1 This is Daphne Semet and her wonderful guide, Ivan Vargas, at the Miraflores Locks Visitor Center. From the center, there's a great view of the locks in operation and also plenty of history of the Panama Canal.
2 This is a view of a ship entering the lock from the 4th floor of the Miralflores Locks Visitor Center. The Panama Canal has three sets of Locks, two situated near the Pacific coast (Miraflores & Pedro Miguel), and the third along the Atlantic (Gatun).
3 The Panama Canal is constantly maintained, giving a clear passage between the Atlantic and Pacific Oceans. This is a bucket dredge working to maintain the depth of the canal.
4 Cruise ship transit the Canal. Here is the Silver Spirit going through the Continental Divide under the Bridge of the Americas.
5 The average toll through the Panama Canal is around US$54,000. A Panama Canal Pilot is required to be on board all ships in the canal. Large vessels are pulled through the locks by locomotives. The locomotives work together to maintain ship position within the width of the locks, as there are sometimes only inches to spare on each side.
6 Here's a shot of a locomotive pulling a ship. The Canal measures 48-miles (77.1 kms) long. Completed in 1914, the Panama Canal is one of the largest and most difficult engineering projects ever undertaken.
7 Small boats also travel through the Canal. This Canal is an important route, as it enables ships to avoid the lengthy Cape Horn route around the southernmost tip of South America.
8 This is downtown Panama City as seen from the Hard Rock Hotel & Casino. There are massive condominiums and office structures and also a new subway line.
9 This is the Revolution Tower, one of the new office buildings in Panama City. This corkscrew design is a banking and trade center for Latin America.
10 We visited the Golden Altar of the Church of San Jose in the old part of Panama City, Casco Viejo. When English pirate Henry Morgan attacked the city, the jesuits painted the altar black to hide the gold. The pirates left it alone, thinking it was worthless.
11 Casco Viejo is undergoing a massive improvement and renovation project, this is one of the buildings under renovation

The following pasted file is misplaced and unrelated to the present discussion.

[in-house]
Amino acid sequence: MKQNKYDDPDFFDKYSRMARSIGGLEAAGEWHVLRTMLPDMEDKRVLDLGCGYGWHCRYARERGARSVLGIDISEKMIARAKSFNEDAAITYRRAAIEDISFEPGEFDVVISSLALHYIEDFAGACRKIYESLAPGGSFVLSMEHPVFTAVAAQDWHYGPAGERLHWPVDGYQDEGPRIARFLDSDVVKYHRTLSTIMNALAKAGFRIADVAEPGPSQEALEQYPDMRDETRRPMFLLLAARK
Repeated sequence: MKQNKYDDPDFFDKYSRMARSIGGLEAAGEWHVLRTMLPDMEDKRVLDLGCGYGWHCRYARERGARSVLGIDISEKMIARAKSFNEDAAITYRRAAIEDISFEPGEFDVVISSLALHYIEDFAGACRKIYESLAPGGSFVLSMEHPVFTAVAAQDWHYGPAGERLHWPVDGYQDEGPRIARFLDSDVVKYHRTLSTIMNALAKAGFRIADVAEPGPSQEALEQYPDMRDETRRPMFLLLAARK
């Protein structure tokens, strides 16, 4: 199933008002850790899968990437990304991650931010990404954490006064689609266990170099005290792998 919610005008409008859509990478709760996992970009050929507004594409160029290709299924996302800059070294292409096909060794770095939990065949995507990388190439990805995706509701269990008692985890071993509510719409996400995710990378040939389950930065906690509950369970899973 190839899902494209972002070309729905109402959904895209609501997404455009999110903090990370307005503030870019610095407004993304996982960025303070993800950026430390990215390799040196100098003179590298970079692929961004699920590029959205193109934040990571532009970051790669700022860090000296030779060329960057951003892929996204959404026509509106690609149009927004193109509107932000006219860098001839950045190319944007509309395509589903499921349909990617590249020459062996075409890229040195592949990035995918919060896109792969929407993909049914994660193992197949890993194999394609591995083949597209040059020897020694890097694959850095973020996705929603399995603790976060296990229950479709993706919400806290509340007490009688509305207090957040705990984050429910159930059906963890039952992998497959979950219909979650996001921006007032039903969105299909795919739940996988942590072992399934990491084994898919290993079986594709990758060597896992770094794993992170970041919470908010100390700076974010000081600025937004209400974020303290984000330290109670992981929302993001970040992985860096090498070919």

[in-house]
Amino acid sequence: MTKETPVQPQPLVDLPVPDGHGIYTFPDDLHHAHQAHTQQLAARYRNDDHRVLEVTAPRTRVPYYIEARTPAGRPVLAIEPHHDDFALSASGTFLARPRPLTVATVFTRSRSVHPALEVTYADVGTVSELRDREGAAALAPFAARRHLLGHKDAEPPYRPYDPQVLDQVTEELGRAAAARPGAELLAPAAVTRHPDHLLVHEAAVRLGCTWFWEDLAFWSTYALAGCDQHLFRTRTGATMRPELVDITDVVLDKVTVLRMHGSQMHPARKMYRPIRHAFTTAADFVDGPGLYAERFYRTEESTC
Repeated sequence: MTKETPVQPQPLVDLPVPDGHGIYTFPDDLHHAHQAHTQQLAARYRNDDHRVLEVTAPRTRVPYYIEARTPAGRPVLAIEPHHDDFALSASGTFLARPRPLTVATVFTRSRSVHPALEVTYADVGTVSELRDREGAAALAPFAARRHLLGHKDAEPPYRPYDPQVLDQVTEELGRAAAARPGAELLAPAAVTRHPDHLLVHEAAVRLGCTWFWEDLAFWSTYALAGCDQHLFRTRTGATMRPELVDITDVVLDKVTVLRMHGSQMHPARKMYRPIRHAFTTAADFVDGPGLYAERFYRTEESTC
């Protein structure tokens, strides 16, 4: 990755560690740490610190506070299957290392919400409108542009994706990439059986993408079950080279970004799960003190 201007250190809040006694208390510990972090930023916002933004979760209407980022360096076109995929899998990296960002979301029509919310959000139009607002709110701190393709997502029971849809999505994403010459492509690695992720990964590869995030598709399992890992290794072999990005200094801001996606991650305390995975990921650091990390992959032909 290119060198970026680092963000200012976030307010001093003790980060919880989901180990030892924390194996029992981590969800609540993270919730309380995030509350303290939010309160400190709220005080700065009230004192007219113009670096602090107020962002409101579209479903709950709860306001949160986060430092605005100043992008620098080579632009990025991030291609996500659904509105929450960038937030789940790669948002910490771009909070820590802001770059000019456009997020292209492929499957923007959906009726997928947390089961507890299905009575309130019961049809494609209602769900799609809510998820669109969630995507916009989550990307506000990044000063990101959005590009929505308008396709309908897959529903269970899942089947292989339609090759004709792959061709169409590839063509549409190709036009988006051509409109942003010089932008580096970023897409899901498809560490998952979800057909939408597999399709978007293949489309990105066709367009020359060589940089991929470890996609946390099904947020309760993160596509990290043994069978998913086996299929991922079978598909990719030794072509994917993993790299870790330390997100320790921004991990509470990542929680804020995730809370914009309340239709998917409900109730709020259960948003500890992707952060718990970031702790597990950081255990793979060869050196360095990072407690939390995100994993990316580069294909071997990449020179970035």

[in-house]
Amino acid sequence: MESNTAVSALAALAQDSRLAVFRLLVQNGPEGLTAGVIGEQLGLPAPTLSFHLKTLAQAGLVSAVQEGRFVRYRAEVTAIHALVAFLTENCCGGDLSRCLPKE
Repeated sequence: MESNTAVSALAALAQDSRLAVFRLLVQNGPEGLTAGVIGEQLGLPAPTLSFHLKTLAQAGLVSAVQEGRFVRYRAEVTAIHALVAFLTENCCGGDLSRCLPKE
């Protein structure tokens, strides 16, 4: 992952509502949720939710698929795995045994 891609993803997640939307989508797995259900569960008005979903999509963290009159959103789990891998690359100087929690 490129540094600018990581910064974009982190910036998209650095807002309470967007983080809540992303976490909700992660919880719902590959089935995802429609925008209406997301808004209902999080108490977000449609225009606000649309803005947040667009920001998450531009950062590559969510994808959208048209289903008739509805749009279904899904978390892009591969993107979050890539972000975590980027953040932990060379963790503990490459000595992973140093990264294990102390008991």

12 A finished renovated building in Casco Viejo
13 The pool at the Gamboa Resort in the rain forest - The former Panama Canal Zone is now an ecological reserve.
14 The Gamboa Resort has a rain forest canopy tour where one can see monkeys, sloths, and tropical birds.
15 At the top of the canopy tour, there is an observation tower about 90 feet tall. The ramp around the tower is an easy climb for all fitness levels.
16 There is a spectacular view of the Chagres River from the Gamboa observation tower. The Chagres river supplies the water used for the Panama Canal.
17 There is a beautiful butterfly exhibit at the Gamboa Resort.
18 Daphne at the Orchid Nursery
19 A Friday night reception was given by the mother of the bride's family.
20 This is the wedding reception area before the 1200 guests arrived.
21 It was a very pretty setup with white tulips on the tables.
22 At the reception, men and women danced separately.
23 Victor Semet, age 21, enjoyed a cocktail - the drinking age in Panama is 18.
24 The Bride, Vivian DeCastro, in a Carolina Herrara dress
25 The Chupa, wedding canopy, made of green roses and amaranthus. Men sat on the right and women sat on the left.
26 The wedding of Vivian DeCastro and Ilan Levy - There is a large Jewish Community in Panama. Many families can trace their lineage to the expulsion of the Jews from Spain during the Spanish Inquisition.
27 This is a basket by Ernestina Valencia Emberra and Wounaan native tribes. They make baskets using natural fibers found in the forest. The design is based on a Bird of Paradise flower and took more than 5 months to create. It was purchased at the Centro Artensal Amador.
28 Another basket from native Panamanian Tribes owned by David DeCastro
29 Another Basket collect by David DeCastro